Commercial Injunctions: Araci v Fallon  EWCA Civ 668 (2011)
Commercial Injunctions Araci v Fallon  EWCA Civ 668 (2011)
A recent case illustrates the courts reluctance to allow a breach of contract.
The dispute had arisen between racehorse owner Mr. Araci (A) and the jockey Kieran Fallon (F). The parties entered into an agreement on the 1st April 2011 called a “rider retainer agreement”. A, retained F, to ride the racehorse Native Khan as and when requested by A, over a period of 1 year. The agreement itself contained a prohibition on F riding any other horse as and when retained to ride Native Khan.
There was a liquidated damages provision in the agreement whereby the parties agreed by not riding A’s horse would be assessed at “minimum £30,000 per race not ridden”.
A had asked F to ride Native Khan on the 04th June 2011 in the Epsom Derby. On the 30th May 2011 A received a text message from F saying that he was not going to ride the horse and in fact was agreeing to ride a rival horse in that race.
In the High Court the judge Held it would be breach of contract for F to ride the alternative horse in the Derby, however granting an Injunction would be oppressive to the Defendant and that damages would be an adequate remedy. A, Appealed.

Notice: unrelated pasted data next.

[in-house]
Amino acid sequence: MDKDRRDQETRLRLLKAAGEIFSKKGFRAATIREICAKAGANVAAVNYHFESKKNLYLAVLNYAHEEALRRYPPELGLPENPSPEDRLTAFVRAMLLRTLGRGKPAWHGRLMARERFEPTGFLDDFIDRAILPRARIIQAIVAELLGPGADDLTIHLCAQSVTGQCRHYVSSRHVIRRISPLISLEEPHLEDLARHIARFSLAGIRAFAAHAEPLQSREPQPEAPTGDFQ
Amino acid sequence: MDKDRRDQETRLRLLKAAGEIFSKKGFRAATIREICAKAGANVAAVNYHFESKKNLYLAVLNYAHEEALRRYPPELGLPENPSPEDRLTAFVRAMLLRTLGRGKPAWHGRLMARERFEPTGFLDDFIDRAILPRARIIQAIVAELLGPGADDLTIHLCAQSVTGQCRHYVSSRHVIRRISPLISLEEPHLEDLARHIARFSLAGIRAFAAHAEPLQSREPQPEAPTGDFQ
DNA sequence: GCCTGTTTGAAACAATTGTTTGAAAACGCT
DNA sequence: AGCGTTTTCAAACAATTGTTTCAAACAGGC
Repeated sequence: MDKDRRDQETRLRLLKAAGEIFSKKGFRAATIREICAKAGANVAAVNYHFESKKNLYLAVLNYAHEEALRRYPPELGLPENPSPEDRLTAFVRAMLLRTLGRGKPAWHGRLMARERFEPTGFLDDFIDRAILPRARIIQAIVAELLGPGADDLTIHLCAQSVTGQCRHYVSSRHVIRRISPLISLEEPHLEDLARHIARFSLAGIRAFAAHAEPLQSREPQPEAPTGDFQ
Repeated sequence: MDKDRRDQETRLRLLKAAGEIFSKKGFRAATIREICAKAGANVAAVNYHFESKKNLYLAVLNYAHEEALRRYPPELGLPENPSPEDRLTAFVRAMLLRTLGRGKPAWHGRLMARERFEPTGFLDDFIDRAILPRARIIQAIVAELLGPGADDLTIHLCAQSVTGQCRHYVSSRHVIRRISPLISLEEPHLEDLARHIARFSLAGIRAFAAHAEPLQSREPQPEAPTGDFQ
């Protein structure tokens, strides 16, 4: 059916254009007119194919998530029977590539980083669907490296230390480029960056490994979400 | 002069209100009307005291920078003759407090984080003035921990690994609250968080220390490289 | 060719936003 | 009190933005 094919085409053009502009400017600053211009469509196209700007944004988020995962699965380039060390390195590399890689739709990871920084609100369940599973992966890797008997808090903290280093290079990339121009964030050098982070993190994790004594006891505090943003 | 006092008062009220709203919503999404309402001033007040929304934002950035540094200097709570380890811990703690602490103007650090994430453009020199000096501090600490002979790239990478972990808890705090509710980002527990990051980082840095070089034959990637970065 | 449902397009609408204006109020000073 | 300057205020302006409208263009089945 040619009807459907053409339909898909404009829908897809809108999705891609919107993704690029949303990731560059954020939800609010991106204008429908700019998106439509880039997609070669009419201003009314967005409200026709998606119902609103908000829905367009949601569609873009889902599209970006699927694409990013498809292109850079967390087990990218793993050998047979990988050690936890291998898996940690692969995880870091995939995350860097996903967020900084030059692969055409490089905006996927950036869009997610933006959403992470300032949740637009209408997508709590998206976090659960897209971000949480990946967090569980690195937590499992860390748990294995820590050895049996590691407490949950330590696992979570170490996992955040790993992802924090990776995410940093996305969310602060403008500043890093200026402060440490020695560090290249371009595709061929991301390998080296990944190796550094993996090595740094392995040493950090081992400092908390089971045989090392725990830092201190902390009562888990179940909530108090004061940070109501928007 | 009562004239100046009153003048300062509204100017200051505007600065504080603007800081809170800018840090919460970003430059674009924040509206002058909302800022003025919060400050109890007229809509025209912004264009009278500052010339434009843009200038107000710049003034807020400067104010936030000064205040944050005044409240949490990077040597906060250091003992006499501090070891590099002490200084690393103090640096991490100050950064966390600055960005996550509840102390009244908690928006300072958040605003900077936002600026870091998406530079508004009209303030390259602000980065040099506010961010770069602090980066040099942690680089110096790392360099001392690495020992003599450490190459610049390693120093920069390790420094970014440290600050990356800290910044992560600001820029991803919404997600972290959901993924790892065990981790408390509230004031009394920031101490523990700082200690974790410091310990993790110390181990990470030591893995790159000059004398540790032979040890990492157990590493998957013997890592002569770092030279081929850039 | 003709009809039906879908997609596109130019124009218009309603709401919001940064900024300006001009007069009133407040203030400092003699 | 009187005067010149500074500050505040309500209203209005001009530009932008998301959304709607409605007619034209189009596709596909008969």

The decision of the Court of Appeal was given on the morning of the Derby.
The Court of Appeal accepted the four principles set out in the High Court’s judgment subject to one amendment that there would have to be special circumstances before the Court would refuse to grant an Injunction.
Special circumstances would be if it was unduly oppressive. To be unduly oppressive would be when the Injunction seeks to place a burden upon the Respondent which is more burdensome or restrictive than the prohibitory term of the contract; an example would be if it was a restraint of trade. In this case the Judge said that it was not a restraint of trade, the jockey was only prevented form riding in one race.
The rules as to the granting of Injunctions are contained in American Cyanamid Co v Ethicon L Ltd (1975). Those are as follows:
- Is there a serious question to be tried?
- Are damages an adequate remedy for the Claimant?
- Does the Claimant’s undertaking of damages provide adequate protection for the Defendant?
- Where does the balance of inconvenience lie?
In the Court of Appeal the judgment of Jackson LJ Held “Where the Defendant is proposing to act, to include breach of a negative covenant there must be special circumstances (e.g. restraint of trade, contrary to public policy) before the Court will exercise its discretion to refuse an Injunction.”
The judge also stated that adequacy of damages are not “generally” a relevant consideration where the Injunction restrains a breach for negligent covenant.
The case therefore suggests that if a Claimant shows that the defendant intends to commit a clear breach of negative covenant, they will normally be able to obtain an interim Prohibitory Injunction.
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